Read all about BCHS’s recent findings below.
Butler County Historical Society Annual Meeting To Be Held November 8th
The 84th Annual Meeting of the Butler County Historical Society will be held at the Fitton Center for Creative Arts, 101 S. Monument Avenue, Hamilton, on Thursday, November 8th. A cash bar will be available beginning at 5:30 p.m. followed by dinner at 6:15 p.m. which is being prepared by Two Women in a Kitchen, one of the top caterers in the area. A brief business meeting after the dinner will feature an annual report of the society’s activities during 2018 and the election of the society’s new board members and slate of officers for 2019.
Jeff Suess, local history author, will speak on the Hidden History of Cincinnati. He is the librarian of the Cincinnati Enquirer, where he keeps the newspaper archive and writes about Cincinnati history. Suess grew up in Modesto, California, and graduated from San Francisco State University. He lives in White Oak on Cincinnati’s West Side with his wife Kristin and their daughter Dashiell.
Suess’ books include Lost Cincinnati, Hidden History of Cincinnati, and Cincinnati Then and Now. His presentation will tell some of the colorful local stories that have been lost to time. Hear about the deadliest maritime disaster in American history, the country’s first train robbery, the death of the last passenger pigeon on earth, and the day Annie Oakley outshot her future husband, Frank Butler, when she was a teenager. Suess reveals some of the triumphs and tribulations of the first major American city founded after the American Revolution. Copies of Suess’ books can be purchased from the author after his presentation.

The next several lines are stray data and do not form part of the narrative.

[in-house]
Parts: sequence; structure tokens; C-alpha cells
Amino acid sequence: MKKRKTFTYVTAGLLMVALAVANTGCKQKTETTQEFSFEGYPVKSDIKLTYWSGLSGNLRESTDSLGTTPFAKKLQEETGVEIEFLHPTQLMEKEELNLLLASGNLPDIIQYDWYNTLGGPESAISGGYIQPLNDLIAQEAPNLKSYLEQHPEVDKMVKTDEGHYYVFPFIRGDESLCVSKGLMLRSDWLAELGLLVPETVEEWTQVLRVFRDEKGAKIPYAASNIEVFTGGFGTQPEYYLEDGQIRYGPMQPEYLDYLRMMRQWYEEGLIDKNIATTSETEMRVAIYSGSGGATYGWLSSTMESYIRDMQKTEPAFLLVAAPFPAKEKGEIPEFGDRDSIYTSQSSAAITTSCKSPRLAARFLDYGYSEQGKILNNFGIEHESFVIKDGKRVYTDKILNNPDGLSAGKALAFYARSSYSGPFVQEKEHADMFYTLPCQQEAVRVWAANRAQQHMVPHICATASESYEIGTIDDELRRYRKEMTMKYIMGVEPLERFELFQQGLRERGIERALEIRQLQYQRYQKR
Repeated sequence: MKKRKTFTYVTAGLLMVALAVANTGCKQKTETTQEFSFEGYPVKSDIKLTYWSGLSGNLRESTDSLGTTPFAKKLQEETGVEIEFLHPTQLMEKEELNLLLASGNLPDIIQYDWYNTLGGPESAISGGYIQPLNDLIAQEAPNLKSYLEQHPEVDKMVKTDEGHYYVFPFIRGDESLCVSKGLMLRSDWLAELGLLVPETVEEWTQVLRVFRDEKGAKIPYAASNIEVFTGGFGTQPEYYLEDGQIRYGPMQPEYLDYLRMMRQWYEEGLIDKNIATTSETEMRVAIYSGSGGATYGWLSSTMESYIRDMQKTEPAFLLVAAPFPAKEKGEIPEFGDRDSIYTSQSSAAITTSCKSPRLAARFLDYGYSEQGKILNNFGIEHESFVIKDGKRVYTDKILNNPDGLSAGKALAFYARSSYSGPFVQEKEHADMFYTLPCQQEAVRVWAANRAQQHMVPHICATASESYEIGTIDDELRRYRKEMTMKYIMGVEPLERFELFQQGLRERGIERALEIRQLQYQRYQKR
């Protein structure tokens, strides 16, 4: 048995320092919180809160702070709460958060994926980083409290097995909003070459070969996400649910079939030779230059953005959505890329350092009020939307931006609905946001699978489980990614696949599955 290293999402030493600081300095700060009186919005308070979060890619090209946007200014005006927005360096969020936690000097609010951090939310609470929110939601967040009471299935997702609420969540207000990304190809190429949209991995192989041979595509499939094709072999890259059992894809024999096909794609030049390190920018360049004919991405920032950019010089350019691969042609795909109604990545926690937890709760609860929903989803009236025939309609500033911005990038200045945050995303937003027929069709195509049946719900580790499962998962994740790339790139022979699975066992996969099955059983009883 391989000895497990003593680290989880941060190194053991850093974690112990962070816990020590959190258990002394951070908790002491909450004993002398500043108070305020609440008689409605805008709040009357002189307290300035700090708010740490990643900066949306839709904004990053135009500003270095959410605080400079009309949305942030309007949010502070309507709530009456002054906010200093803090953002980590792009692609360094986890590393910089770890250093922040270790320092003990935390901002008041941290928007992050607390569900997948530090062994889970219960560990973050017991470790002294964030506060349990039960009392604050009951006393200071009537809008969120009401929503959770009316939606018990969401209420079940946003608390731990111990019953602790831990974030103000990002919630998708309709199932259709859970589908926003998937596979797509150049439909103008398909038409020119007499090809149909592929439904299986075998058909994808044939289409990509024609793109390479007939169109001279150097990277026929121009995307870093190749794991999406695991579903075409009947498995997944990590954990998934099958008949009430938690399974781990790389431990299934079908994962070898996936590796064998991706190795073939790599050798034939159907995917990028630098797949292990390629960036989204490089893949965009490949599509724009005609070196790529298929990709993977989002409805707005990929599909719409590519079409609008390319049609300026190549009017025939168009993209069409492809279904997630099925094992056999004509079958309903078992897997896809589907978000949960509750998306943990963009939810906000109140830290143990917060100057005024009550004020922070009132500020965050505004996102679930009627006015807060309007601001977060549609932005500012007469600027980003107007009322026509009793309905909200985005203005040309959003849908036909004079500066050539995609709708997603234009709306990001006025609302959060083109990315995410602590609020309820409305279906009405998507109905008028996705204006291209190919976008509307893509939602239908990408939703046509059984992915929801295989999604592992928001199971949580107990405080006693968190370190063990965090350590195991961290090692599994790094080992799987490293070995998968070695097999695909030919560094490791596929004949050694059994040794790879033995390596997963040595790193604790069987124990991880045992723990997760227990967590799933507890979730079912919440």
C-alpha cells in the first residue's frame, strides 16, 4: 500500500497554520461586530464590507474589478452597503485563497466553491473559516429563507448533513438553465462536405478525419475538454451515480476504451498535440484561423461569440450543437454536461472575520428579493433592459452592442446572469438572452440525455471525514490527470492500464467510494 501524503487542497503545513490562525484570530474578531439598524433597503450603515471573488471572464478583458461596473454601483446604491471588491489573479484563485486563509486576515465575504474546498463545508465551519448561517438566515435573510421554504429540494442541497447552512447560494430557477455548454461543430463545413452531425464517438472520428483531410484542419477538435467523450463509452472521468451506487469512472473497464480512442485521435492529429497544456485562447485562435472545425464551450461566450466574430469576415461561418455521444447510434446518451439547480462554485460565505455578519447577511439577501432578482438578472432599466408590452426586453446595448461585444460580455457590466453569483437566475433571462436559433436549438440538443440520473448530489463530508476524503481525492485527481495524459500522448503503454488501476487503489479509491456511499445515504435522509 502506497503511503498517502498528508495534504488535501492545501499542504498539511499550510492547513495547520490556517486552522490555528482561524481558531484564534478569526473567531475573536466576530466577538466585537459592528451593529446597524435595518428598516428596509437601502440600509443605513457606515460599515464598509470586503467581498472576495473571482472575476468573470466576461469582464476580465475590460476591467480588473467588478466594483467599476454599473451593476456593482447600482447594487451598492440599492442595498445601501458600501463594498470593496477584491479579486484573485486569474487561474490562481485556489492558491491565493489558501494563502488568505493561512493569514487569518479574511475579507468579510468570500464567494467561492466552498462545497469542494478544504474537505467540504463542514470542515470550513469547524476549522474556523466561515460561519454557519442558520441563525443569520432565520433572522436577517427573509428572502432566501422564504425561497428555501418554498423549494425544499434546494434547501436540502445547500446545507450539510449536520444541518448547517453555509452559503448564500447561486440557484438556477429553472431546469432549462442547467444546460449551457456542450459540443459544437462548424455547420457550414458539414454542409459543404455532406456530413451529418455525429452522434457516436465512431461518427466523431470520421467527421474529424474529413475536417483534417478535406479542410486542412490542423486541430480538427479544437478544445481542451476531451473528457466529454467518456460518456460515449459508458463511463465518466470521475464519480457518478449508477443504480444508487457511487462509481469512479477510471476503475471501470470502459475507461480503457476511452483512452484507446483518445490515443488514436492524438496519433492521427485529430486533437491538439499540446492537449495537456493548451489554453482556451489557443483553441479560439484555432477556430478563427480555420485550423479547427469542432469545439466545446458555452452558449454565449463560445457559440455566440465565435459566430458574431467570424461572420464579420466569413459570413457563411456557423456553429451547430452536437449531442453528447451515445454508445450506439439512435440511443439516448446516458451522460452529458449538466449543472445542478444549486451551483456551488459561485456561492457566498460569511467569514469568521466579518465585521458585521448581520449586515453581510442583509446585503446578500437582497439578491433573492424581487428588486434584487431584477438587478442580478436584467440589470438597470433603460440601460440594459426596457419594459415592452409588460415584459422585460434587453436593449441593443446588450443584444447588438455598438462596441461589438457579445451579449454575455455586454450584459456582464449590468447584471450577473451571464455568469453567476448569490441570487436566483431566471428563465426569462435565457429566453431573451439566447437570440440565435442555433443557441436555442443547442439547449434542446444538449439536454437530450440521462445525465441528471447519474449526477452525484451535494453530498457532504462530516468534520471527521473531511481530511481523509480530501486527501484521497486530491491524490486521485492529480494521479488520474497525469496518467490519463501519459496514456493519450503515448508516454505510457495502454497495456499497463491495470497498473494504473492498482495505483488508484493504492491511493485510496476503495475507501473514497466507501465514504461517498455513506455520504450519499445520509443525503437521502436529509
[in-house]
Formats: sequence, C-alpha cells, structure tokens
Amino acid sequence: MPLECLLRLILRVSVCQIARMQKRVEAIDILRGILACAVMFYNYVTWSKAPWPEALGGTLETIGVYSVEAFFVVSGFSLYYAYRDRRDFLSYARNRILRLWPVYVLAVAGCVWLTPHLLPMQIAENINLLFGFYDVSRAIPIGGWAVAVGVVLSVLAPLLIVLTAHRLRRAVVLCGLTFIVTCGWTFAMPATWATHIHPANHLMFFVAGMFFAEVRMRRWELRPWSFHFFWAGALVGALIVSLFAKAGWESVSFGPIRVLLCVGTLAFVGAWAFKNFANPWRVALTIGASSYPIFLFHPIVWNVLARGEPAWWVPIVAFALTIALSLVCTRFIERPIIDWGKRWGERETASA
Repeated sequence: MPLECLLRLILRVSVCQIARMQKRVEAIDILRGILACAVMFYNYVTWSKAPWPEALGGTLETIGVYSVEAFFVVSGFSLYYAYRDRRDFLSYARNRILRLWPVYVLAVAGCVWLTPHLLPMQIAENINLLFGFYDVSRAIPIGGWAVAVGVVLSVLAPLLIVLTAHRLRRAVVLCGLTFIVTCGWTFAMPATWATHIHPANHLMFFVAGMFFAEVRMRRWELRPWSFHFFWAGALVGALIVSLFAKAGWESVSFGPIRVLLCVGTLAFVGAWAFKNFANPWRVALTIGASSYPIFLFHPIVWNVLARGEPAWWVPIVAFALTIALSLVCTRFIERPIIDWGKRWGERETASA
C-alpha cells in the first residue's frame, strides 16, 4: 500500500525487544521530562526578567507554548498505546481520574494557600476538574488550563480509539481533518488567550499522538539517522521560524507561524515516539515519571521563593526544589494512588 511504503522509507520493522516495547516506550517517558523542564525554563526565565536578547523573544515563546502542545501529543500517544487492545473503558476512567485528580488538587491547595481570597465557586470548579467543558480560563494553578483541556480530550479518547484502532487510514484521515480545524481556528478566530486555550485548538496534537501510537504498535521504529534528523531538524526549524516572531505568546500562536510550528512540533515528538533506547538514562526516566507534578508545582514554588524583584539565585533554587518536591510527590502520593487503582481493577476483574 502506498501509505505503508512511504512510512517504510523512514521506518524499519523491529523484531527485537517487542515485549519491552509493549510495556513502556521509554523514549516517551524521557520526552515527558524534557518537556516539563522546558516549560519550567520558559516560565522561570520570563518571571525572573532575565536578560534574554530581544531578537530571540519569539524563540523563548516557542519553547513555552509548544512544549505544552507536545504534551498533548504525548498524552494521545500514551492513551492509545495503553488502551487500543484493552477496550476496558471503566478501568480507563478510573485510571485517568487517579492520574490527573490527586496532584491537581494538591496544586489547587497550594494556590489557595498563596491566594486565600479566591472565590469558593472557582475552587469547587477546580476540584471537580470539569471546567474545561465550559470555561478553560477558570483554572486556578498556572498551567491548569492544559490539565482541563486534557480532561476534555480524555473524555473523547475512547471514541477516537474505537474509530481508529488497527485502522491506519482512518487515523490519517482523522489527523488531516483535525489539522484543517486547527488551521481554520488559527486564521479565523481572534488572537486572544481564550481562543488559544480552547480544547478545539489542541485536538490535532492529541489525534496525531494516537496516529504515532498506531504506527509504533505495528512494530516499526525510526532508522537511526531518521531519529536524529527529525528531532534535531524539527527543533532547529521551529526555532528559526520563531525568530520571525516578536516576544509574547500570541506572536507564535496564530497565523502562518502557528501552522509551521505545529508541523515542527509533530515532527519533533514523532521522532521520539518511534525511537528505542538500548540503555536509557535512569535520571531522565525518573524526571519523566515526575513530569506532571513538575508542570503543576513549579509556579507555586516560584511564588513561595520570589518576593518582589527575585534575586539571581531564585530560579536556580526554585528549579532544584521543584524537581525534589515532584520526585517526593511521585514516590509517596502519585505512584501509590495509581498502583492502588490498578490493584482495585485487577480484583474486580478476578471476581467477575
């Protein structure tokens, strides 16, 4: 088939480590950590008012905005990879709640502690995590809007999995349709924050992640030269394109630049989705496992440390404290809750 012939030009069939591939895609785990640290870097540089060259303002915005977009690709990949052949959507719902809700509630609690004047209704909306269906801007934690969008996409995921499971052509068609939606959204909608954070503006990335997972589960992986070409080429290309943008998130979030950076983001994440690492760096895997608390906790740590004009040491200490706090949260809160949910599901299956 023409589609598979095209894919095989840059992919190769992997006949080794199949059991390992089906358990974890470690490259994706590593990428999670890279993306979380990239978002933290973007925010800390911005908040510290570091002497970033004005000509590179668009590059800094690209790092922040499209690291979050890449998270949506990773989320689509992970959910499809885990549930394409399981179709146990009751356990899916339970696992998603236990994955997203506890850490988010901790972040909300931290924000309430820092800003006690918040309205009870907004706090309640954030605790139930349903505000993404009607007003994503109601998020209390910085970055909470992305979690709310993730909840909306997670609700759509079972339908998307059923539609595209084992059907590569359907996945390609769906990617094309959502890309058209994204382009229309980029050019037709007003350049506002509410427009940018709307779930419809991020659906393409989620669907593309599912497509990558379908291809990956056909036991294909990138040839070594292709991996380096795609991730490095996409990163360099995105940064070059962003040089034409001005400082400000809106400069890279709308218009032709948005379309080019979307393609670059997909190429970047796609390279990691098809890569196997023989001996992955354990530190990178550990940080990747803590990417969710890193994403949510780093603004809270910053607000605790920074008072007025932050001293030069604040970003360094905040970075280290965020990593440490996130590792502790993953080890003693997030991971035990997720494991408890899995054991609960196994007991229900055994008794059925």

The dinner and meeting are open to all historical society members and the public. Tickets are $40 for individuals and $75 for couples. People interested in attending should make reservations for the event no later than October 31st by calling the society at 896-9930.
BCHS to Re-open the Butler County Soldiers, Sailors & Pioneers Monument Memorial Day and Weekends During June
The Butler County Historical Society will re-open the historic Soldiers, Sailors and Pioneers Monument on Front Street, Hamilton, for Memorial Day visits from 10 a.m.-4 p.m. on May 28th. Visitors can see the names of several thousand soldiers engraved on the marble walls, view the beautiful stained glass windows honoring the role of women during wartime and meet the monument’s new curator, Butch Frederick.